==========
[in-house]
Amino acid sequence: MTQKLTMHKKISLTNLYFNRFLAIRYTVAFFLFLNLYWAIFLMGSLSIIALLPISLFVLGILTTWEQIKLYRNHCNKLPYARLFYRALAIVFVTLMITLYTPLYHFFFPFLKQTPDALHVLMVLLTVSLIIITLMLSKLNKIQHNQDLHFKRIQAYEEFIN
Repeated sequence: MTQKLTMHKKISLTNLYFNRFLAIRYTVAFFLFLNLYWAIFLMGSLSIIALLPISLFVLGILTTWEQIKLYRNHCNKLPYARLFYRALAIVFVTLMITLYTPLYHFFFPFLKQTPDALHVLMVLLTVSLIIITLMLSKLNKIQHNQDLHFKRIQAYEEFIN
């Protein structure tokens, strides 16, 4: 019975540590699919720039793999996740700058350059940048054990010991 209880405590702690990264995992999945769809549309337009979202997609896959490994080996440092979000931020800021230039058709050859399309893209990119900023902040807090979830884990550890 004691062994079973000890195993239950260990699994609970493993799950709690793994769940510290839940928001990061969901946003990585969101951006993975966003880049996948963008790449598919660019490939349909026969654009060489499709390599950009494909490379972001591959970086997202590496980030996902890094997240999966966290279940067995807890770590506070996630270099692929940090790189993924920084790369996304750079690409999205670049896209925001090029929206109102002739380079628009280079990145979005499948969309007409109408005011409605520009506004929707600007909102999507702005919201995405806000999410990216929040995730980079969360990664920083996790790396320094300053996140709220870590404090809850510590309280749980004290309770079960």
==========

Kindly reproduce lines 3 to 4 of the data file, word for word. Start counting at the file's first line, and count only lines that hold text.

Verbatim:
Repeated sequence: MTQKLTMHKKISLTNLYFNRFLAIRYTVAFFLFLNLYWAIFLMGSLSIIALLPISLFVLGILTTWEQIKLYRNHCNKLPYARLFYRALAIVFVTLMITLYTPLYHFFFPFLKQTPDALHVLMVLLTVSLIIITLMLSKLNKIQHNQDLHFKRIQAYEEFIN
């Protein structure tokens, strides 16, 4: 019975540590699919720039793999996740700058350059940048054990010991 209880405590702690990264995992999945769809549309337009979202997609896959490994080996440092979000931020800021230039058709050859399309893209990119900023902040807090979830884990550890 004691062994079973000890195993239950260990699994609970493993799950709690793994769940510290839940928001990061969901946003990585969101951006993975966003880049996948963008790449598919660019490939349909026969654009060489499709390599950009494909490379972001591959970086997202590496980030996902890094997240999966966290279940067995807890770590506070996630270099692929940090790189993924920084790369996304750079690409999205670049896209925001090029929206109102002739380079628009280079990145979005499948969309007409109408005011409605520009506004929707600007909102999507702005919201995405806000999410990216929040995730980079969360990664920083996790790396320094300053996140709220870590404090809850510590309280749980004290309770079960």